An article from eJewish Philanthropy
Though the term “innovation” has become an overused buzzword in both the Jewish and general worlds, it nonetheless has become apparent that, like people, organizations need to continually progress in order to survive and thrive. What remains elusive, though, is how to focus resources and energy on growth and change initiatives in order to render them successful.
In a recent article entitled “Managing your Innovation Portfolio” in the Harvard Business Review, authors Bansi Nagji and Geoff Tuff present a formula for allocating resources towards innovation, which they argue is necessary for those companies that wish to flourish in the long term. They explain that, for most companies, innovation is most successful when 70% of resources are allocated to innovations related to the company’s core business; 20% to adjacent, related areas; and 10% to transformational initiatives. In the first two realms, it is critical to have talent with good analytical skills, so as to interpret and translate customer data into specific offering enhancements. In the third realm, it is necessary to have talent that can creatively uncover and analyze changing social needs, market trends, and technological changes. They then reveal a startling statistic; the ratio of distribution of return on investment is the exact inverse of the resource allocation ratio: there is a 70% return on investment in transformational innovations; 20% return on investment in adjacent innovations; and 10% return on investment in innovations to the core.
Granted, this data is derived from the commercial sector. But I believe that this approach can be both relevant and helpful to the Jewish world, and can be translated not only for particular organizations and structural entities, but also to Jewish organizational life as a whole. We can look at Jewish life as a cohesive structure, with the shared mission of engaging Jews in meaningful Jewish life, and sharing enriching Jewish values with the world at large. The astronomical growth of the Jewish Innovation Sector over the past ten years is evidence of the allure of transformational innovations, which have successfully attracted new audiences to creative Jewish experiences, and garnered funds, support, and attention from the Jewish community at large over the past ten years. These innovations, led by inventive thinkers, and creatively meeting the needs of a population of Jews that were uninspired by existing offerings, have indeed brought tremendous benefits to the Jewish community at large, and are clear evidence of the importance of the transformational realm.
But transformational innovations can be successful only within a context of continual innovation and growth to core programs, and those adjacent spin-offs that closely relate to them. Nagji and Tuff warn against lurching toward transformational, rather than incremental, innovations. They write: “rather than hoping that their future will emerge from a collection of ad hoc, stand-alone efforts that compete with one another for time, money, attention, and prestige, [successful companies] manage for “total innovation.” The Jewish world could benefit from being perceived of and managed as a unified entity with a clearly defined innovation portfolio, with the right balance of core, adjacent, and transformational initiatives across the enterprise as a whole. Instead of seeing the Jewish “innovation sector” as a stand-alone entity competing with the “establishment” for people and funds, the innovation sector should be seen as an instrumental fragment of the whole, which benefits from their ingenuity, and which must be vibrant and flexible if it is to achieve the communal shared vision and set of outcomes.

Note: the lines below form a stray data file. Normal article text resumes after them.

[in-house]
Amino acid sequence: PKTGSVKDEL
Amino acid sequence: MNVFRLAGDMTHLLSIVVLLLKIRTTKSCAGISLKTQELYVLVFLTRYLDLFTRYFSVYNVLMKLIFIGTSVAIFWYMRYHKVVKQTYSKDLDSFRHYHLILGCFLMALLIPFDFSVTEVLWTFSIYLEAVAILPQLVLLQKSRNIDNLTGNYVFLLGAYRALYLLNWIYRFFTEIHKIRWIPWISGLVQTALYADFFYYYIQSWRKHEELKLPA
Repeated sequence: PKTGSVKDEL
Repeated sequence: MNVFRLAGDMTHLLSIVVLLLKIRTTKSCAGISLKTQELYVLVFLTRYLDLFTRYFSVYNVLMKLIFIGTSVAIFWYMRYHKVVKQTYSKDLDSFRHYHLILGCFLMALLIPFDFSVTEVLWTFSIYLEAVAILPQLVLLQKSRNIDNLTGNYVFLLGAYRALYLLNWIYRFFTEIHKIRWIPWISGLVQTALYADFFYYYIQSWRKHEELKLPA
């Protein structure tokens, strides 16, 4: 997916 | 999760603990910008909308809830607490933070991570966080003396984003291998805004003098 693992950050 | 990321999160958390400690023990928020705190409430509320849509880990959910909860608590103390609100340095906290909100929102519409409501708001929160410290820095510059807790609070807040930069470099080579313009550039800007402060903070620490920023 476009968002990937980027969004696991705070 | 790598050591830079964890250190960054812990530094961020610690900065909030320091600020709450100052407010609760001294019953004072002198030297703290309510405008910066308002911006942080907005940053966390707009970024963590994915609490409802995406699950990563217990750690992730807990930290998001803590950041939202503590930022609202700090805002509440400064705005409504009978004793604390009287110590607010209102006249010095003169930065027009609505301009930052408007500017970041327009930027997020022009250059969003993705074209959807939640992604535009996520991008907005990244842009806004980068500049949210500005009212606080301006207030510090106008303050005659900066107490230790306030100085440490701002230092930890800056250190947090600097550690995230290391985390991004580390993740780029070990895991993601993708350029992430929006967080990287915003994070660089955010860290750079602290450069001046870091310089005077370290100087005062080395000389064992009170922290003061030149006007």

This means that the community’s core structures – synagogues, schools, JCCs, camps, Federations – need to acknowledge the importance of ongoing innovation, learn core mindsets and skill-sets that will allow them to innovate successfully, and dedicate themselves to the ongoing process of identifying and creatively meeting the needs of their constituents. Nagji and Tuff define innovation as “a novel creation that produces value… as slight as a new nail polish color or as vast as the World Wide Web.” Innovation does not have to be an all-encompassing, strategy-disrupting concept. It is merely a term for a set of behaviors that allow organizations to continue to produce value. Our community’s core structures must ensure that they are meeting the needs of their constituents, and that their methodologies and programs are vibrant. Most often, this translates into ensuring that core programs are stellar. Next, it translates into logical next steps, adjacent innovations closely related to the core, which expand the core offerings. Finally, it translates into support for transformational initiatives, which have the potential to bring Jewish life abundant vibrancy.
It would behoove us as a Jewish professional community to think about the shared desired outcomes of our work, and to explore the 70-20-10 innovation ratios not only within our organizations, but also within our system as a whole. Organizations should dedicate resources and staff accordingly. Foundations should play with this ratio in their funding, supporting core, adjacent, and transformational activities, and should be in dialogue with one another to ensure that the resource allocation in the system as a whole is well balanced. Perhaps this type of thinking can help ensure the continued vitality and growth of Jewish life.
Maya Bernstein is the Director of Education at UpStart Bay Area, a social innovation and consulting firm that partners with entrepreneurs, start-ups, and established organizations to redesign the experience and expression of modern Jewish life.